Before iOS 8 came out, iOS 7 hit a 91% adoption rate. That won't be possible with the new release, though I can see it hitting the 70-80% range by next year. Of course that won't stop the usual group of Apple critics from declaring iOS 8 a failure. A failure compared to what, other than a previous iOS upgrade that reached farther back to older models for compatibility?
It also appears Apple is working harder to seek out problems and and fix them. Even social network comments are reportedly being monitored as an early warning source of possible bugs. That step raises confidence that iOS 8 will, after a maintenance update or two, be one of the most reliable versions of Apple's mobile OS yet.
It's also true, though, that some will continue to complain that Apple wasn't first with larger mobile displays.
THE CROWDS FAVOR APPLE
One of the biggest stories around the world this week wasn't about the ongoing conflict in the Middle East, the latest episodes of political gridlock in Washington, D.C. or the start of the fall TV season in the U.S. Instead it was all about the launch of a couple of smartphones.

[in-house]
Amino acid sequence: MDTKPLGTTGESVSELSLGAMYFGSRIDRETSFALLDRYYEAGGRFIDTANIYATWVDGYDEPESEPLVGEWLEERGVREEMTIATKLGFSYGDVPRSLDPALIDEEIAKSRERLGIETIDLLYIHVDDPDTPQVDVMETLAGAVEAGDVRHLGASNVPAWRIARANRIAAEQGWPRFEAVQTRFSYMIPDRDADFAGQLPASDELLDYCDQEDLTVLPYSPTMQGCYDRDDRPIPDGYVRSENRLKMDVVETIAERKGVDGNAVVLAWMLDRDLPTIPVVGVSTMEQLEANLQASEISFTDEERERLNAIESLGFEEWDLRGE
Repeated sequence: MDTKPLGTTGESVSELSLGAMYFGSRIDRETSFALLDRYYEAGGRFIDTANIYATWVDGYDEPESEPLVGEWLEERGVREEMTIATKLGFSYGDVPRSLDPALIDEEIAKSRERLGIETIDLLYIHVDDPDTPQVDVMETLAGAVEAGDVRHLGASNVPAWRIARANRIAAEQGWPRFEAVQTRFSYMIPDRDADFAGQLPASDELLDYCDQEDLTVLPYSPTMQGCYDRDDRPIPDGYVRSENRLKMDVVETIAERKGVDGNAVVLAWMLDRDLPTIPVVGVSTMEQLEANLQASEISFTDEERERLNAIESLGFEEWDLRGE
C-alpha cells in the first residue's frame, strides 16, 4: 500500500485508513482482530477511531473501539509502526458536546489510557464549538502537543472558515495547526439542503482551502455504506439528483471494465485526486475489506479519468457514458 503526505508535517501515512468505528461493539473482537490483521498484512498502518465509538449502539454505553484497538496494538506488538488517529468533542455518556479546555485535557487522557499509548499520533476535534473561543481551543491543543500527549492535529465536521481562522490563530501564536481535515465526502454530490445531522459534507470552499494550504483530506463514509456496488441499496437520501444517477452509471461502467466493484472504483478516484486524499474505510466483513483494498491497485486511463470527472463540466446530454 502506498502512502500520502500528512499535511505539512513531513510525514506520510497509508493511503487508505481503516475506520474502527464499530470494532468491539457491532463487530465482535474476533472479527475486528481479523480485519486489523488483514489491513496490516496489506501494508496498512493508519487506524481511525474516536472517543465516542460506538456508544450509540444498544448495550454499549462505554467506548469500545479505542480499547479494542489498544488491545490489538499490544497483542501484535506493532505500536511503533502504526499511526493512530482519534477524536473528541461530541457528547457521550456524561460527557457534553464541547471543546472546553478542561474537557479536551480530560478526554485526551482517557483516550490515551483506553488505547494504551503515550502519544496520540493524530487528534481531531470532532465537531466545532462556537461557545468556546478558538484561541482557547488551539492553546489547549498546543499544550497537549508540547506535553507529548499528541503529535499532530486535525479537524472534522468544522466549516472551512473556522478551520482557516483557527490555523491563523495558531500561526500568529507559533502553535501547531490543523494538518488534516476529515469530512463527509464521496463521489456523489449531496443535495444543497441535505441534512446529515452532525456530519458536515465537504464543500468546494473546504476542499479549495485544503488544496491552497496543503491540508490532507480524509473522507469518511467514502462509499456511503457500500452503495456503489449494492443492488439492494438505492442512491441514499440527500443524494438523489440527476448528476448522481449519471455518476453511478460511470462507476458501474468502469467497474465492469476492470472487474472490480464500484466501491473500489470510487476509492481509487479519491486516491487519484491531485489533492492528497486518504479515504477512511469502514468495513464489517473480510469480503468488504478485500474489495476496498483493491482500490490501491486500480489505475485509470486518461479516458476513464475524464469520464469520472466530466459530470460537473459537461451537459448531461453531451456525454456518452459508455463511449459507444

Now as far as being symptoms of anything particularly important, you have to wonder why so many thousands of people camped out at the Apple Stores where the iPhone 6 and iPhone 6 Plus first went on sale. To be sure, some potential customers lined up weeks in advance just to be first on the line and to have a choice of models, storage sizes and colors.
Talk about getting a life! I remember hanging out on those lines during the first couple of years of the iPhone's existence. Then it was never more than a hundred or two at the stores I visited, near Phoenix, AZ. I'd arrive maybe an hour or two before the usual 8:00 AM store opening, take my place in the line, and talk to my fellow travelers. At some point in time, someone from Apple would canvass the lines and take note of the models each person wanted, consulting an inventory to see if their needs could be accommodated.